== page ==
Debentures: Definition, Classifications and why they’re unpopular in Kenya

Debentures

A debenture is a long term promissory note for raising loan capital. The firm promises to pay interest and principal as stipulated. Debentures mature between 10 – 15 years.

Interest on debentures is payable twice a year and it is a legal obligation.

 

Features

  • Interest rate – is fixed and known it is called contractual or coupon rate.
  • Payment of interest legally binding on com.
  • Interest tax deductible for company.
  • Issued for specific period.
  • Redemption on maturity

 

Classification

(i)     Secured debentures

Usually secured in two ways, secured with a fixed charge or with a floating cha..

  • Fixed charge – claim on specific asset e.g. mortgage.
  • Floating charge – can claim from any or all of the assets which have not been pledged as securities for any other form of debt.

 

(ii)   Naked debentures

Unsecured – Number form of security.

(iii)        Redeemable debentures

The company can buy back after the run redemption period and before the maximum redemption period after which holders can force the company to receivership to receive their capital and interest outstanding.

(iv)        Irredeemable Debentures

Never bought back in which case they form permanent source of finance for company.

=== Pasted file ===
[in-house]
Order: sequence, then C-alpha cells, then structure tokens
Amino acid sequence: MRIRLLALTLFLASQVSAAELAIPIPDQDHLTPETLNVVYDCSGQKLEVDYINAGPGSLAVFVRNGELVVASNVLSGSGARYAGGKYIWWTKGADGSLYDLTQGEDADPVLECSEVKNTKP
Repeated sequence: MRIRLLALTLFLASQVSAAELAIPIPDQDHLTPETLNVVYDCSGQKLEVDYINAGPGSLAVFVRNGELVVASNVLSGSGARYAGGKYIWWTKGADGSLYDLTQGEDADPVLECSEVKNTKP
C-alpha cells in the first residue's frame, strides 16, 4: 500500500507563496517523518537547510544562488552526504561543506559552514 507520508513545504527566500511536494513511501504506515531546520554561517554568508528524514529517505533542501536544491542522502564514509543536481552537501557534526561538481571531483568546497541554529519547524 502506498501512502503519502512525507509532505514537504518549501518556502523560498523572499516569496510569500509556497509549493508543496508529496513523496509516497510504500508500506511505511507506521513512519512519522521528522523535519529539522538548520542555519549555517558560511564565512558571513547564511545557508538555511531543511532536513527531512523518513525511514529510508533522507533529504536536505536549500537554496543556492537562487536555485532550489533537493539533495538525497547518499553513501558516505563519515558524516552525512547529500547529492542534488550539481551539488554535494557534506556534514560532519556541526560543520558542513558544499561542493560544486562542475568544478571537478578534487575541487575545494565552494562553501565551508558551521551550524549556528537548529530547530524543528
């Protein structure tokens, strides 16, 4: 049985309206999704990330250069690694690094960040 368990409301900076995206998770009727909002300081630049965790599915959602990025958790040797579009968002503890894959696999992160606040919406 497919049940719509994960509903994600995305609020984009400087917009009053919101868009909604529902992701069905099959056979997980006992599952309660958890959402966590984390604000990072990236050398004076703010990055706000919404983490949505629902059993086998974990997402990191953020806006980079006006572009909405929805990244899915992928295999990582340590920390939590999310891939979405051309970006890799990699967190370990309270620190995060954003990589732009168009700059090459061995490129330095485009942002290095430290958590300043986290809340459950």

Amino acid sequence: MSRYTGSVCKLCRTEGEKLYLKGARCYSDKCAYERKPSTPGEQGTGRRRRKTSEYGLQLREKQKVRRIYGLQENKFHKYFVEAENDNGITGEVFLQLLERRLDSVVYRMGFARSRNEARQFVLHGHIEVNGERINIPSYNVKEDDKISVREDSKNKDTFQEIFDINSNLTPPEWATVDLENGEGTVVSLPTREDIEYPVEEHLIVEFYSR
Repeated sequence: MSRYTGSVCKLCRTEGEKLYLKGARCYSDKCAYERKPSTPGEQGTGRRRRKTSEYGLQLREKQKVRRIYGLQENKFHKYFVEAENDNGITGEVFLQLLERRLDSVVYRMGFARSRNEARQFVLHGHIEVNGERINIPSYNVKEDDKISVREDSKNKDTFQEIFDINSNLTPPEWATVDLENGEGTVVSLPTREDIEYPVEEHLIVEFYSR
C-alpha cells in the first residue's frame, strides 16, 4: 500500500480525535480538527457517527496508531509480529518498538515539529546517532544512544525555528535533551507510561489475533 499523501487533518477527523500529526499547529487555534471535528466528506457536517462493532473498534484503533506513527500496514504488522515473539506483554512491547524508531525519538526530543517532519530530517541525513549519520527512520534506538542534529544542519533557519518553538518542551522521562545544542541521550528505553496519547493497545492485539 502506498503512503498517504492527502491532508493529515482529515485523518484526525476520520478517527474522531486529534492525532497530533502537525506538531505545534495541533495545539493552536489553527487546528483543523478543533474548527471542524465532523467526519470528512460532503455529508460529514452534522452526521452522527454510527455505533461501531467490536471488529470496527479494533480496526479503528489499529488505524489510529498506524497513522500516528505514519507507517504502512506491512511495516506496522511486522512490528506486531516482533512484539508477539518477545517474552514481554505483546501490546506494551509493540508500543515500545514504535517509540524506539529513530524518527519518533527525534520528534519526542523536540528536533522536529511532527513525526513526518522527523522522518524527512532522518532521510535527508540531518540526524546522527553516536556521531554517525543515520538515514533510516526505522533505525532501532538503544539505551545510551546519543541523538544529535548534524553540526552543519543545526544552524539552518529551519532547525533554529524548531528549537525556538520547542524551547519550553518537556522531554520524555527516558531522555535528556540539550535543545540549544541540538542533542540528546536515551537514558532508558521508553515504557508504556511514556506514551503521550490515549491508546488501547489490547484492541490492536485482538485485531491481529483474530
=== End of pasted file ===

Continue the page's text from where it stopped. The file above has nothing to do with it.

Rare and issued companies with a history for stable ordinary dividend record.

(v)          Convertible Debentures

Convertible debentures can be converted into ordinary shares although they can also be converted into preference taxes. Convertible debentures would be issued when company wishes to delay the introduction of ordinary shares. Such issues may also be made when company need to raise capital and rates of interest are very high.

 

The investors are induced to subscribe for these securities at low interest rate and having an option to convert their stock on predetermined dates into company’s ordinary shares.

 

Why debentures unpopular in Kenya

  1. Par value extremely high hence not affordable.
  2. No securities for collateral.
  3. Low credit worthiness for the would be sellers.
  4. Kenyan capital market not developed.
  5. Many ignorant of existence of debenture market.
  6. Few investors willing to stake their savings for long time.
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